TOPEKA, Kan. – A water park company's co-owner was being held in a Texas jail on murder and other charges Tuesday in connection to a Kansas criminal case in the death of a 10-year-old boy on what was promoted as the world's largest waterslide.
Jail records show that Jeffrey Henry, the 62-year-old co-owner of Schlitterbahn Waterparks and Resorts, was booked into the jail in Cameron County, Texas, on three charges: murder, aggravated battery and aggravated child endangerment.
He was being held on a $500,000 bond, and a jail booking clerk said he would remain there until a court appearance later Tuesday.
Henry's arrest on Monday followed a Kansas grand jury's indictment last week of the Schlitterbahn park in Kansas City, Kansas, and its former operations director, Tyler Austin Miles, on 20 felony charges. The charges include a single count of involuntary manslaughter over the death of Caleb Schwab in 2016.
"While we as a family continue to mourn and heal from Caleb's passing, we wanted to again thank the community of Kansas City for its continued prayers and support," Caleb's father, Kansas Republican state Rep. Scott Schwab, said in a statement Tuesday. "Clearly the issues with Schlitterbahn go far beyond Caleb's incident, and we know the attorney general will take appropriate steps in the interest of public safety."
Schlitterbahn spokeswoman Winter Prosapio said that considering last week's indictment, the company is not surprised by Henry's arrest. The company also promised to aggressively fight the criminal charges against Miles and the park, and respond to the allegations in the 47-page indictment "point by point."
"We as a company and as a family will fight these allegations and have confidence that once the facts are presented it will be clear that what happened on the ride was an unforeseeable accident," she said in an emailed statement.
Attorney General Derek Schmidt's office did not immediately respond to phone calls and emails seeking further comment, details about Henry's arrest, or information about exactly what criminal charges he faces. The Kansas City Star reported that Henry was taken into custody by U.S. marshals out of Brownsville, Texas.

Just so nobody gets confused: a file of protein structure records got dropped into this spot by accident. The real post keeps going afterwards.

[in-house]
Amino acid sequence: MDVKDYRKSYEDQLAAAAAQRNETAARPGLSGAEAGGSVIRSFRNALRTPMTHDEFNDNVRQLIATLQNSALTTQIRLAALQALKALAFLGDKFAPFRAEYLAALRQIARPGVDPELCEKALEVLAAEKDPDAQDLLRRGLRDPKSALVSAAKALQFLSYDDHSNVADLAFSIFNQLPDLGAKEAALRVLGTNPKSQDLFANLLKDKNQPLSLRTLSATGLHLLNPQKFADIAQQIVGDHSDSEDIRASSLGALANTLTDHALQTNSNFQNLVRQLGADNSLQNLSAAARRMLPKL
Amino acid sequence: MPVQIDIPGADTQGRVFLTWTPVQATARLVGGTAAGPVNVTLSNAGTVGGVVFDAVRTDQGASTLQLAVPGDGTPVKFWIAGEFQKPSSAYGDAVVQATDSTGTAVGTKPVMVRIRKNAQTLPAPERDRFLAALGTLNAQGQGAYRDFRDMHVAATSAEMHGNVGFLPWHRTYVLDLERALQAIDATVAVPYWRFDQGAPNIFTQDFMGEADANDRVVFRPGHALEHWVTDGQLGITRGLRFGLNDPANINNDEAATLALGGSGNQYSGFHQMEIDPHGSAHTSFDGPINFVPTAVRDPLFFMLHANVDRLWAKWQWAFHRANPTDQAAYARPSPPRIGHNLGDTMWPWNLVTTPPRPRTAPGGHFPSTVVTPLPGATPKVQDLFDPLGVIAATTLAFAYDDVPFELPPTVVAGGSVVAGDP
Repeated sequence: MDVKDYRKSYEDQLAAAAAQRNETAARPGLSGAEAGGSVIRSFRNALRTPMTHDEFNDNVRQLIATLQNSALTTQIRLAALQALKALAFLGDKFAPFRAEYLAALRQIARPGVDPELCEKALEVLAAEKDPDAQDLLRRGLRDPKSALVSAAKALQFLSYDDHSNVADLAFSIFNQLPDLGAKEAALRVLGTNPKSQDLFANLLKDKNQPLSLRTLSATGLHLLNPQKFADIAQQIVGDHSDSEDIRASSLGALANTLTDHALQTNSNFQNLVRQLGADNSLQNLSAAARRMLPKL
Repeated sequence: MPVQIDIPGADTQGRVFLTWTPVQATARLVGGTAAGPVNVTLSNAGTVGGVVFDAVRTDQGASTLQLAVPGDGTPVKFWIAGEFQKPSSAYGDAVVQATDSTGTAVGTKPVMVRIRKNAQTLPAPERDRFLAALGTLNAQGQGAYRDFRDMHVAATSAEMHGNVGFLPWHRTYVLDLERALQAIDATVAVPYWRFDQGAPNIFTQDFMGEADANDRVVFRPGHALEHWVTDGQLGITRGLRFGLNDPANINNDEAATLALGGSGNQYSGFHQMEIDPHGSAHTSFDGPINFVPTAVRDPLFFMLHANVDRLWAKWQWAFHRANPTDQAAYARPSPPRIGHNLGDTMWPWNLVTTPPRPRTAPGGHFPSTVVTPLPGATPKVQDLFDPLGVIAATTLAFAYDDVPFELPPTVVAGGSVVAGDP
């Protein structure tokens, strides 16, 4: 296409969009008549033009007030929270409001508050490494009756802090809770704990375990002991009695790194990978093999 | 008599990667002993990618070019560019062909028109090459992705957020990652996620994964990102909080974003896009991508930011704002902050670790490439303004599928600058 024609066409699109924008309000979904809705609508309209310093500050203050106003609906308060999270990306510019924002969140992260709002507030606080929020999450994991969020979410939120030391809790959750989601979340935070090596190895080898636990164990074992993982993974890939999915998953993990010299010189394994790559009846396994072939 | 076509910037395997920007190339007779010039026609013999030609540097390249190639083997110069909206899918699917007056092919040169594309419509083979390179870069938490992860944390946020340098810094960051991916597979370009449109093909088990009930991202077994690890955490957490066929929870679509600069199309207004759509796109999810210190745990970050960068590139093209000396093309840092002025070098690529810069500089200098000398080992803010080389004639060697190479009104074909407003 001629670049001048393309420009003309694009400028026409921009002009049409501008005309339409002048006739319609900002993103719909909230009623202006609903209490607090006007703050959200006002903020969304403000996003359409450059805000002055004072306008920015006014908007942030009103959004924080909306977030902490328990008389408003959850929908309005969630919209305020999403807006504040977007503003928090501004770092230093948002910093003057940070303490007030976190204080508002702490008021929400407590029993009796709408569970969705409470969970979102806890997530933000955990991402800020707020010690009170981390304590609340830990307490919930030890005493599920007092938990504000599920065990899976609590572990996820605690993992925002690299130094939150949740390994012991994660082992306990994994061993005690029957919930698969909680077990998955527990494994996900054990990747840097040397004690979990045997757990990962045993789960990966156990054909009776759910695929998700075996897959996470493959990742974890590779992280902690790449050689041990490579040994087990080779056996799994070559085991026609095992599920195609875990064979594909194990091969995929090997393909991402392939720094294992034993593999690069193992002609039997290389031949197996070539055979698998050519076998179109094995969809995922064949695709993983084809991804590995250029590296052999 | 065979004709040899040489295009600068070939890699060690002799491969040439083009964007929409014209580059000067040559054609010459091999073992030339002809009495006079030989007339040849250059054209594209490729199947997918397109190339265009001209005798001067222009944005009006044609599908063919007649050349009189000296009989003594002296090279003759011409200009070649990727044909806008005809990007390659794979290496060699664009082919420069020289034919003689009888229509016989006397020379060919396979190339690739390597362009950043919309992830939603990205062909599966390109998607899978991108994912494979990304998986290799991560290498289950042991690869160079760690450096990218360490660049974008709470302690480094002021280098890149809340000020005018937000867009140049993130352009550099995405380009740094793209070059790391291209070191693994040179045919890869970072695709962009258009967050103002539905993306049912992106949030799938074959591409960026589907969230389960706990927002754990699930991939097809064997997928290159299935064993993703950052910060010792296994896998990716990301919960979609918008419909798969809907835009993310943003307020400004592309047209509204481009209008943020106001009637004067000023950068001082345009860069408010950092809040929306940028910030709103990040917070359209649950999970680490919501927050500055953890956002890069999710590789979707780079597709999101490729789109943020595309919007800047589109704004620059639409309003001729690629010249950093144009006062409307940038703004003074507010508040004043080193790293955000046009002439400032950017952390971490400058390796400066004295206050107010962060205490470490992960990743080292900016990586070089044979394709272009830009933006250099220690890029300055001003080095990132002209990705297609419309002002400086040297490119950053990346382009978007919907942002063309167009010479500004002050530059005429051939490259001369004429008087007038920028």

Prosapio said Schlitterbahn does not expect any changes to the Kansas City park's season, which is set to open May 25 and run through Labor Day. The big slide there — Verruckt, or German for "insane" — has been closed since Caleb died.
The boy was decapitated after the raft on which he was riding went airborne. The family reached settlements of nearly $20 million with Schlitterbahn and various companies associated with the design and construction of the waterslide.
The two women who rode with Caleb suffered serious injuries and settled claims with Schlitterbahn for an undisclosed amount.
The indictment against Miles and the park alleges that Verruckt met few, if any, industry standards and that Miles delayed or avoided necessary repairs, even after the ride's brake system failed.
The indictment also said Henry helped design the giant waterslide even though he had "no technical or engineering credentials" and that he set a "rushed timeline" for its construction.
Schlitterbahn said last week's indictment is "full of false information," and the company also rejected its allegations that Miles and the company withheld information from law enforcement officials. It said the allegation that Caleb's death was foreseeable is "beyond the pale of speculation."
Miles' attorneys said in their own statement that they welcome the opportunity to prove his innocence in court.
"Not only had Tyler ridden the slide numerous times, but, as the State is aware, he had scheduled his wife, to ride it on the day of the accident," the attorneys, Tom and Tricia Bath, said in their statement. "These are not the actions of someone who believed the ride to be dangerous."
Associated Press writers David Warren and Terry Wallace in Dallas also contributed to this report.
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